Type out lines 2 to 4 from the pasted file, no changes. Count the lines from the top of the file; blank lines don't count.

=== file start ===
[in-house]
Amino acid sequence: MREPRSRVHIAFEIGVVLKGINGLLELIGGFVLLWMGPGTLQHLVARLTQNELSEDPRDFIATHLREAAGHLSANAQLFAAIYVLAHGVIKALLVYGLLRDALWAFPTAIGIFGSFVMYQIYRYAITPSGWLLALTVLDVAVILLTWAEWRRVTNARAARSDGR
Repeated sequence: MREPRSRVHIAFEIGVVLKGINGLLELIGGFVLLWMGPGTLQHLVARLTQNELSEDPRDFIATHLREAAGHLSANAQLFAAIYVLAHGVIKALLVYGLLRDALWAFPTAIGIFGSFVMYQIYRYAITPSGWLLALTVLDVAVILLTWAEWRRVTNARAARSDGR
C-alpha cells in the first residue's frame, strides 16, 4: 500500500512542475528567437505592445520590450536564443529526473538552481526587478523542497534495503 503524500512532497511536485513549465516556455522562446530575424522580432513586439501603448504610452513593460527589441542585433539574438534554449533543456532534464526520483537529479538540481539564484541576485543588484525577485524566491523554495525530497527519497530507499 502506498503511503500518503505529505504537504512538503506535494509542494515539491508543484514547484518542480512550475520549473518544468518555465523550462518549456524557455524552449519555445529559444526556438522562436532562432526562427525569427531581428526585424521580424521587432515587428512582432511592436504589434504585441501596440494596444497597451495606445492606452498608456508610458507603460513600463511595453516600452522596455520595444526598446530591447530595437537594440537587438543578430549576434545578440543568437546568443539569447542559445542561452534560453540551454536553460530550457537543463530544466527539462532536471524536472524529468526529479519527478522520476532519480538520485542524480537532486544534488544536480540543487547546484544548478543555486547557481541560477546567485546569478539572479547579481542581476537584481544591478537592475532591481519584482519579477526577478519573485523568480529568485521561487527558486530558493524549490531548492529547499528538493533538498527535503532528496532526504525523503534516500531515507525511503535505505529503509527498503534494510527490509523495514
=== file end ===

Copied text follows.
Amino acid sequence: MREPRSRVHIAFEIGVVLKGINGLLELIGGFVLLWMGPGTLQHLVARLTQNELSEDPRDFIATHLREAAGHLSANAQLFAAIYVLAHGVIKALLVYGLLRDALWAFPTAIGIFGSFVMYQIYRYAITPSGWLLALTVLDVAVILLTWAEWRRVTNARAARSDGR
Repeated sequence: MREPRSRVHIAFEIGVVLKGINGLLELIGGFVLLWMGPGTLQHLVARLTQNELSEDPRDFIATHLREAAGHLSANAQLFAAIYVLAHGVIKALLVYGLLRDALWAFPTAIGIFGSFVMYQIYRYAITPSGWLLALTVLDVAVILLTWAEWRRVTNARAARSDGR
C-alpha cells in the first residue's frame, strides 16, 4: 500500500512542475528567437505592445520590450536564443529526473538552481526587478523542497534495503 503524500512532497511536485513549465516556455522562446530575424522580432513586439501603448504610452513593460527589441542585433539574438534554449533543456532534464526520483537529479538540481539564484541576485543588484525577485524566491523554495525530497527519497530507499 502506498503511503500518503505529505504537504512538503506535494509542494515539491508543484514547484518542480512550475520549473518544468518555465523550462518549456524557455524552449519555445529559444526556438522562436532562432526562427525569427531581428526585424521580424521587432515587428512582432511592436504589434504585441501596440494596444497597451495606445492606452498608456508610458507603460513600463511595453516600452522596455520595444526598446530591447530595437537594440537587438543578430549576434545578440543568437546568443539569447542559445542561452534560453540551454536553460530550457537543463530544466527539462532536471524536472524529468526529479519527478522520476532519480538520485542524480537532486544534488544536480540543487547546484544548478543555486547557481541560477546567485546569478539572479547579481542581476537584481544591478537592475532591481519584482519579477526577478519573485523568480529568485521561487527558486530558493524549490531548492529547499528538493533538498527535503532528496532526504525523503534516500531515507525511503535505505529503509527498503534494510527490509523495514